3. You aren’t excited about college yet.
It’s normal to be nervous about college and wonder if you’ve picked the right school or made the right choice. But what if you aren’t excited at all? You’re burnt out, bored, and just plain wish you didn’t have to go? College is an opportunity, and it’s an expensive one at that. Taking an extra year to decide if it’s right for you can be great, as long as you put your time and energy into something of value during that year.
4. Your family, health, or other factors make waiting a year a good fit.
Sometimes you’re ready for college, but you need a year off for other reasons. Guess what? Colleges understand that. There is no harm or shame in taking a year off because going straight to college creates an undue hardship for yourself or your family. You can make the most of the year by gaining experience and skills at the level that’s possible for you.
5. You have an amazing non-college opportunity that won’t come again.
You’re offered the perfect internship. You have the chance to go on a year-long research trip. You were cast in a Broadway show. Whatever it is, there are some opportunities that you just know won’t come again, and they can be a great reason to follow a less traditional educational path.
6. You want to pursue some career training first.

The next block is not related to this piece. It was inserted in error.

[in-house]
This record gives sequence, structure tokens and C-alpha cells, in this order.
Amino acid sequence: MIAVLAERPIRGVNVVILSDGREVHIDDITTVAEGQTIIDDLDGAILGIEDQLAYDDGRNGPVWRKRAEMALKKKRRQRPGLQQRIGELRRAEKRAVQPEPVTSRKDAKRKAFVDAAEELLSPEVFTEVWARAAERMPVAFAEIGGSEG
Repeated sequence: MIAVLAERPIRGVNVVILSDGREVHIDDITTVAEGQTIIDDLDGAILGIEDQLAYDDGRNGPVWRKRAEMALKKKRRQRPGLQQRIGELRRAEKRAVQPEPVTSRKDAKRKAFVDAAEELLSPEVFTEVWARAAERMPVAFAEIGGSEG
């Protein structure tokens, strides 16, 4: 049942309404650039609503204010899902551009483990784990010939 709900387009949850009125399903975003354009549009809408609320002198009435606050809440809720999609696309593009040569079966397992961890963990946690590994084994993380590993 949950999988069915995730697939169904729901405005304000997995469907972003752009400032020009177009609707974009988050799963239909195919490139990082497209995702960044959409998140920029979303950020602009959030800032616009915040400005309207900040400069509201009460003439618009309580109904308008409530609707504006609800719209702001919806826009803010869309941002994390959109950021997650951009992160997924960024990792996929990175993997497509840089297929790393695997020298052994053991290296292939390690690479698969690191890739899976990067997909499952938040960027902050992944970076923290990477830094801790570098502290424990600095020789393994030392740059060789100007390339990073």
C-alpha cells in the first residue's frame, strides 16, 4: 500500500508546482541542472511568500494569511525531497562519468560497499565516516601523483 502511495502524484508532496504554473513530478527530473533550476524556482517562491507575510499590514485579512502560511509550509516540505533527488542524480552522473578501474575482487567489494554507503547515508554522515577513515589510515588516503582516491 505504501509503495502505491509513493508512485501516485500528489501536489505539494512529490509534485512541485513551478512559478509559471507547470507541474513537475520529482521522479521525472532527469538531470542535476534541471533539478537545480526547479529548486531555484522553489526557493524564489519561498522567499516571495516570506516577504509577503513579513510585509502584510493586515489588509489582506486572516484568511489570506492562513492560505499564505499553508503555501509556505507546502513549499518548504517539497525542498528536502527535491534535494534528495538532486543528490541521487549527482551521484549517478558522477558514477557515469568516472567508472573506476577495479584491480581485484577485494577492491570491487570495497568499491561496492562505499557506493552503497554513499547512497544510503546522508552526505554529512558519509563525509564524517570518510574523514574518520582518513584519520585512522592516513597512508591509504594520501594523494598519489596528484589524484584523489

What if you think you want to go to law school, but you actually don’t know what being a lawyer is all about? Or you think you want to be a doctor, but you’ve never been in a hospital? Before you start down a long, hard, expensive (but also satisfying and challenging) educational road, you may want to gain some training and experience over this year and decide if the field is a good fit for your interests and skills.
7. You didn’t put adequate effort into the college admissions process.
Let’s face it: the college admissions process is tricky. Sometimes something goes wrong: your scores don’t get sent, you forget to meet a testing requirement, you turn in your applications at the last minute, or you don’t apply to enough schools. Whatever happens, sometimes you just don’t get in where you want to go. That can be an opportunity to have a great year of improving your test scores, taking courses, gathering experience, and submitting the best applications possible.